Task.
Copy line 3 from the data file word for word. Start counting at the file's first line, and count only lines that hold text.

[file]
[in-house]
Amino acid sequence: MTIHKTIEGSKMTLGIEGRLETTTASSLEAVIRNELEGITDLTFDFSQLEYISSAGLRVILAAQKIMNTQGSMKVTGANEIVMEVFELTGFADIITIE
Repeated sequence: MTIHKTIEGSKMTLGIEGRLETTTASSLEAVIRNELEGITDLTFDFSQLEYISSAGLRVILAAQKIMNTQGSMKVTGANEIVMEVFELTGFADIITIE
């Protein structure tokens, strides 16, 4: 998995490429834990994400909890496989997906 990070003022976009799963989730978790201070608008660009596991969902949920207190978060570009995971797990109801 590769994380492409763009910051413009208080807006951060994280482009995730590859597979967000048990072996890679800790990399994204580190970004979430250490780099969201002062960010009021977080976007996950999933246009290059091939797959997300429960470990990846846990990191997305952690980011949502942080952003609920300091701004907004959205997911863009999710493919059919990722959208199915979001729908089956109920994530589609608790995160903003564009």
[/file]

Repeated sequence: MTIHKTIEGSKMTLGIEGRLETTTASSLEAVIRNELEGITDLTFDFSQLEYISSAGLRVILAAQKIMNTQGSMKVTGANEIVMEVFELTGFADIITIE